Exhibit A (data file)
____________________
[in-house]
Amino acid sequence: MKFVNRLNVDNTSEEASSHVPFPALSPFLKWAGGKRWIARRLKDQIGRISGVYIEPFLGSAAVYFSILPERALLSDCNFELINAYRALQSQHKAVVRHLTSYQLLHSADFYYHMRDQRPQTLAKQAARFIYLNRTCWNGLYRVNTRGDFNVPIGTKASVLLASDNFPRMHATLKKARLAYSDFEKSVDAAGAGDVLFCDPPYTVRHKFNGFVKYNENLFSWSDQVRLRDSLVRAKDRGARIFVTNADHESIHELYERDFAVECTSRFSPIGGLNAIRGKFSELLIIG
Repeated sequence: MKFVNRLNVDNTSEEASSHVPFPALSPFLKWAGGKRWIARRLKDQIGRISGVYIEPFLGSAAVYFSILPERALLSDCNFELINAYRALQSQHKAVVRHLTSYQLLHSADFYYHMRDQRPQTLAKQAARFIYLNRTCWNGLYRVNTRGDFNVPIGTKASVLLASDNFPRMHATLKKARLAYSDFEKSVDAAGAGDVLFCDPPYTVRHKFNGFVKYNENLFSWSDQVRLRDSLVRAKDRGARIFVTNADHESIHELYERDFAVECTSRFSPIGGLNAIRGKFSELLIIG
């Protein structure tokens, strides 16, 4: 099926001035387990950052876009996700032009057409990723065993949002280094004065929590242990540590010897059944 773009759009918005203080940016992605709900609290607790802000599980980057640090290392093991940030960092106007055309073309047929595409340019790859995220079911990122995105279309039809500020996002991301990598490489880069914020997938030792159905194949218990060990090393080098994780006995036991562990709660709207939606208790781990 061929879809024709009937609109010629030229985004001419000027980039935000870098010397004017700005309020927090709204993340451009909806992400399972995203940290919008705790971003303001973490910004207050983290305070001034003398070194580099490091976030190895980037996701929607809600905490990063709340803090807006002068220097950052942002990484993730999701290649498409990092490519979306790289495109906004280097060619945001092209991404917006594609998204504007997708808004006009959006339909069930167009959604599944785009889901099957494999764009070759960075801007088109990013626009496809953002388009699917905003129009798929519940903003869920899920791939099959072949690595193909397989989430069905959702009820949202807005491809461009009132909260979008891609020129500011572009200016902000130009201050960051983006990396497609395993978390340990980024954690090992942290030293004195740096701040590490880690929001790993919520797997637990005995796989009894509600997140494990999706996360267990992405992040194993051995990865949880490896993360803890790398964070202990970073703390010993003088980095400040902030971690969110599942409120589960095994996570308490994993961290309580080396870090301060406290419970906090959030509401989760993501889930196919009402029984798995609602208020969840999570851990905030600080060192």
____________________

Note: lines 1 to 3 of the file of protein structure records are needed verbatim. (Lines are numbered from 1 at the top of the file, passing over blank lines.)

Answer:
[in-house]
Amino acid sequence: MKFVNRLNVDNTSEEASSHVPFPALSPFLKWAGGKRWIARRLKDQIGRISGVYIEPFLGSAAVYFSILPERALLSDCNFELINAYRALQSQHKAVVRHLTSYQLLHSADFYYHMRDQRPQTLAKQAARFIYLNRTCWNGLYRVNTRGDFNVPIGTKASVLLASDNFPRMHATLKKARLAYSDFEKSVDAAGAGDVLFCDPPYTVRHKFNGFVKYNENLFSWSDQVRLRDSLVRAKDRGARIFVTNADHESIHELYERDFAVECTSRFSPIGGLNAIRGKFSELLIIG
Repeated sequence: MKFVNRLNVDNTSEEASSHVPFPALSPFLKWAGGKRWIARRLKDQIGRISGVYIEPFLGSAAVYFSILPERALLSDCNFELINAYRALQSQHKAVVRHLTSYQLLHSADFYYHMRDQRPQTLAKQAARFIYLNRTCWNGLYRVNTRGDFNVPIGTKASVLLASDNFPRMHATLKKARLAYSDFEKSVDAAGAGDVLFCDPPYTVRHKFNGFVKYNENLFSWSDQVRLRDSLVRAKDRGARIFVTNADHESIHELYERDFAVECTSRFSPIGGLNAIRGKFSELLIIG